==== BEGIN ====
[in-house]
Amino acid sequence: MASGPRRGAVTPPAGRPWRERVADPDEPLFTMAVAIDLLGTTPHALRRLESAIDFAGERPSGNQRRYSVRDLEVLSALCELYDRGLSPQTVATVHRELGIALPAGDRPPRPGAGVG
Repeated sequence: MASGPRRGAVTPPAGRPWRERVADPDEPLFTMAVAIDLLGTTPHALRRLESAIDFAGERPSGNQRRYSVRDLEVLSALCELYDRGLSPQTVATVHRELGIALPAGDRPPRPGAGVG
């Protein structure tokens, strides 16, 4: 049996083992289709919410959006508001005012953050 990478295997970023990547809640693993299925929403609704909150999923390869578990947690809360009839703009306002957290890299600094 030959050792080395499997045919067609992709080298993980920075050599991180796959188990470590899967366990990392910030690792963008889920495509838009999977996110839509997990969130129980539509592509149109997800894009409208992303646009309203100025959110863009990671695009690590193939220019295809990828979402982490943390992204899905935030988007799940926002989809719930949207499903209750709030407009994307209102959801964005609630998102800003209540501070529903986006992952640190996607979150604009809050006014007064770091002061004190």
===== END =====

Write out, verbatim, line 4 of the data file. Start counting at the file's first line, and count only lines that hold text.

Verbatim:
């Protein structure tokens, strides 16, 4: 049996083992289709919410959006508001005012953050 990478295997970023990547809640693993299925929403609704909150999923390869578990947690809360009839703009306002957290890299600094 030959050792080395499997045919067609992709080298993980920075050599991180796959188990470590899967366990990392910030690792963008889920495509838009999977996110839509997990969130129980539509592509149109997800894009409208992303646009309203100025959110863009990671695009690590193939220019295809990828979402982490943390992204899905935030988007799940926002989809719930949207499903209750709030407009994307209102959801964005609630998102800003209540501070529903986006992952640190996607979150604009809050006014007064770091002061004190």